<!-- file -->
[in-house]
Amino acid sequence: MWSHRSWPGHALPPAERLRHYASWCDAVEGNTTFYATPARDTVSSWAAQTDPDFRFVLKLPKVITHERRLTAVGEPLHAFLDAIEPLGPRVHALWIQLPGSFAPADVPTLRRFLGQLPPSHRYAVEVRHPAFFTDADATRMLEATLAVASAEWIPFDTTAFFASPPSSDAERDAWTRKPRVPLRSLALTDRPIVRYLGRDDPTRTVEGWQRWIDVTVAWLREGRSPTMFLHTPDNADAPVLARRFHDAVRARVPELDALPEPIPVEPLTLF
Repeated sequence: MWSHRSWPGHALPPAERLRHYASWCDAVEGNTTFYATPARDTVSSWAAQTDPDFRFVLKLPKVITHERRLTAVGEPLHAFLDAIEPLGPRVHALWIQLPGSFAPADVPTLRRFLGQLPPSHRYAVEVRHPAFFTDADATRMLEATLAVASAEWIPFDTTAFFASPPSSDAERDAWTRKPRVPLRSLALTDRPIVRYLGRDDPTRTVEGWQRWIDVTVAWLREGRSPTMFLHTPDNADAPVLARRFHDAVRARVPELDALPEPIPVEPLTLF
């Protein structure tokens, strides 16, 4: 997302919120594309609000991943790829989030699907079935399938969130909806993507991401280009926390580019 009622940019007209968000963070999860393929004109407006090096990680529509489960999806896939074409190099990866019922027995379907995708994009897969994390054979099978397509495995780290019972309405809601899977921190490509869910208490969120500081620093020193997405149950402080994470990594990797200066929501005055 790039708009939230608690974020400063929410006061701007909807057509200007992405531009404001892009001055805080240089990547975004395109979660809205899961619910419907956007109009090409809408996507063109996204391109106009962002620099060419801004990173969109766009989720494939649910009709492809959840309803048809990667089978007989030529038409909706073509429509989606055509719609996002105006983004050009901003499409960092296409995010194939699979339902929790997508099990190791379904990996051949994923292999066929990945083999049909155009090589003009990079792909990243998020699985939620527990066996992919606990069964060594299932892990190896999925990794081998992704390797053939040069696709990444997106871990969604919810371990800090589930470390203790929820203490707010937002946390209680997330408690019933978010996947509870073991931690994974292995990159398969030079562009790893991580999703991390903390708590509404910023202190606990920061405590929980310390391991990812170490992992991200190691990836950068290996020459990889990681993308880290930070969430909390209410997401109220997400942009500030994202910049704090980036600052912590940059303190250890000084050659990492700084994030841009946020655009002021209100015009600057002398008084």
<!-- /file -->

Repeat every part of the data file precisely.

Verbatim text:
[in-house]
Amino acid sequence: MWSHRSWPGHALPPAERLRHYASWCDAVEGNTTFYATPARDTVSSWAAQTDPDFRFVLKLPKVITHERRLTAVGEPLHAFLDAIEPLGPRVHALWIQLPGSFAPADVPTLRRFLGQLPPSHRYAVEVRHPAFFTDADATRMLEATLAVASAEWIPFDTTAFFASPPSSDAERDAWTRKPRVPLRSLALTDRPIVRYLGRDDPTRTVEGWQRWIDVTVAWLREGRSPTMFLHTPDNADAPVLARRFHDAVRARVPELDALPEPIPVEPLTLF
Repeated sequence: MWSHRSWPGHALPPAERLRHYASWCDAVEGNTTFYATPARDTVSSWAAQTDPDFRFVLKLPKVITHERRLTAVGEPLHAFLDAIEPLGPRVHALWIQLPGSFAPADVPTLRRFLGQLPPSHRYAVEVRHPAFFTDADATRMLEATLAVASAEWIPFDTTAFFASPPSSDAERDAWTRKPRVPLRSLALTDRPIVRYLGRDDPTRTVEGWQRWIDVTVAWLREGRSPTMFLHTPDNADAPVLARRFHDAVRARVPELDALPEPIPVEPLTLF
């Protein structure tokens, strides 16, 4: 997302919120594309609000991943790829989030699907079935399938969130909806993507991401280009926390580019 009622940019007209968000963070999860393929004109407006090096990680529509489960999806896939074409190099990866019922027995379907995708994009897969994390054979099978397509495995780290019972309405809601899977921190490509869910208490969120500081620093020193997405149950402080994470990594990797200066929501005055 790039708009939230608690974020400063929410006061701007909807057509200007992405531009404001892009001055805080240089990547975004395109979660809205899961619910419907956007109009090409809408996507063109996204391109106009962002620099060419801004990173969109766009989720494939649910009709492809959840309803048809990667089978007989030529038409909706073509429509989606055509719609996002105006983004050009901003499409960092296409995010194939699979339902929790997508099990190791379904990996051949994923292999066929990945083999049909155009090589003009990079792909990243998020699985939620527990066996992919606990069964060594299932892990190896999925990794081998992704390797053939040069696709990444997106871990969604919810371990800090589930470390203790929820203490707010937002946390209680997330408690019933978010996947509870073991931690994974292995990159398969030079562009790893991580999703991390903390708590509404910023202190606990920061405590929980310390391991990812170490992992991200190691990836950068290996020459990889990681993308880290930070969430909390209410997401109220997400942009500030994202910049704090980036600052912590940059303190250890000084050659990492700084994030841009946020655009002021209100015009600057002398008084």